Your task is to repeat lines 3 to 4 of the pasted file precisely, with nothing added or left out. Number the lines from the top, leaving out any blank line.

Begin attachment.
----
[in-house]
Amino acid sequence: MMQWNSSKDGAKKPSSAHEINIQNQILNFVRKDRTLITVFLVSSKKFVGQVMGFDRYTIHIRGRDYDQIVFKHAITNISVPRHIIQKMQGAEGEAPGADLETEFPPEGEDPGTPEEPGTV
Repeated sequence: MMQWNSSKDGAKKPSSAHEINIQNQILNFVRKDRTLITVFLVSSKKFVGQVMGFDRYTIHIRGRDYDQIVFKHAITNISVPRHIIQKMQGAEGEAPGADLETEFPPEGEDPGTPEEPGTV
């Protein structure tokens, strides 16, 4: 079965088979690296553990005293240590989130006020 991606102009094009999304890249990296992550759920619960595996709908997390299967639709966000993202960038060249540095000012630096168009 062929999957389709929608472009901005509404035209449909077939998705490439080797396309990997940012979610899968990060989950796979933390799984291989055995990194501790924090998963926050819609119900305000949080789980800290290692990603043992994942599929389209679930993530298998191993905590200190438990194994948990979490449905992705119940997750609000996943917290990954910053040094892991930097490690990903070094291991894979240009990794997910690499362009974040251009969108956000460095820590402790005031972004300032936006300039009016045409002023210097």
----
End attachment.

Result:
Repeated sequence: MMQWNSSKDGAKKPSSAHEINIQNQILNFVRKDRTLITVFLVSSKKFVGQVMGFDRYTIHIRGRDYDQIVFKHAITNISVPRHIIQKMQGAEGEAPGADLETEFPPEGEDPGTPEEPGTV
């Protein structure tokens, strides 16, 4: 079965088979690296553990005293240590989130006020 991606102009094009999304890249990296992550759920619960595996709908997390299967639709966000993202960038060249540095000012630096168009 062929999957389709929608472009901005509404035209449909077939998705490439080797396309990997940012979610899968990060989950796979933390799984291989055995990194501790924090998963926050819609119900305000949080789980800290290692990603043992994942599929389209679930993530298998191993905590200190438990194994948990979490449905992705119940997750609000996943917290990954910053040094892991930097490690990903070094291991894979240009990794997910690499362009974040251009969108956000460095820590402790005031972004300032936006300039009016045409002023210097």